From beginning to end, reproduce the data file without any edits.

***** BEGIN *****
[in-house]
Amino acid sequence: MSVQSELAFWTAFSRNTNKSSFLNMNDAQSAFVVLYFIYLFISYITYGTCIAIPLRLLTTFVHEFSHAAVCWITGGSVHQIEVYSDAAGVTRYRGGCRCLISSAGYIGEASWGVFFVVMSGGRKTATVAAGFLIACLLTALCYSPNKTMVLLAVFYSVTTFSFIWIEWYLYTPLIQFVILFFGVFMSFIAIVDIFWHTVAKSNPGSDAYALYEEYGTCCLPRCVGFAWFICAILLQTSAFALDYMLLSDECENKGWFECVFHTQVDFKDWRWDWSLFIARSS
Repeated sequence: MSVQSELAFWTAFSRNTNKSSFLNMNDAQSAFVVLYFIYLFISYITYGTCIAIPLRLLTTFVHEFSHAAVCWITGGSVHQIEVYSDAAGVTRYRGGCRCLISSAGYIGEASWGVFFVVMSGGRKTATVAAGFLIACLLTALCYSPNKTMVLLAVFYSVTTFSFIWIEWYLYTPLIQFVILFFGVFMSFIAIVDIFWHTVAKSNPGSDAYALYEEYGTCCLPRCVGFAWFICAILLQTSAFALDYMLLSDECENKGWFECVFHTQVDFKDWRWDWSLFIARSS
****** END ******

[in-house]
Amino acid sequence: MSVQSELAFWTAFSRNTNKSSFLNMNDAQSAFVVLYFIYLFISYITYGTCIAIPLRLLTTFVHEFSHAAVCWITGGSVHQIEVYSDAAGVTRYRGGCRCLISSAGYIGEASWGVFFVVMSGGRKTATVAAGFLIACLLTALCYSPNKTMVLLAVFYSVTTFSFIWIEWYLYTPLIQFVILFFGVFMSFIAIVDIFWHTVAKSNPGSDAYALYEEYGTCCLPRCVGFAWFICAILLQTSAFALDYMLLSDECENKGWFECVFHTQVDFKDWRWDWSLFIARSS
Repeated sequence: MSVQSELAFWTAFSRNTNKSSFLNMNDAQSAFVVLYFIYLFISYITYGTCIAIPLRLLTTFVHEFSHAAVCWITGGSVHQIEVYSDAAGVTRYRGGCRCLISSAGYIGEASWGVFFVVMSGGRKTATVAAGFLIACLLTALCYSPNKTMVLLAVFYSVTTFSFIWIEWYLYTPLIQFVILFFGVFMSFIAIVDIFWHTVAKSNPGSDAYALYEEYGTCCLPRCVGFAWFICAILLQTSAFALDYMLLSDECENKGWFECVFHTQVDFKDWRWDWSLFIARSS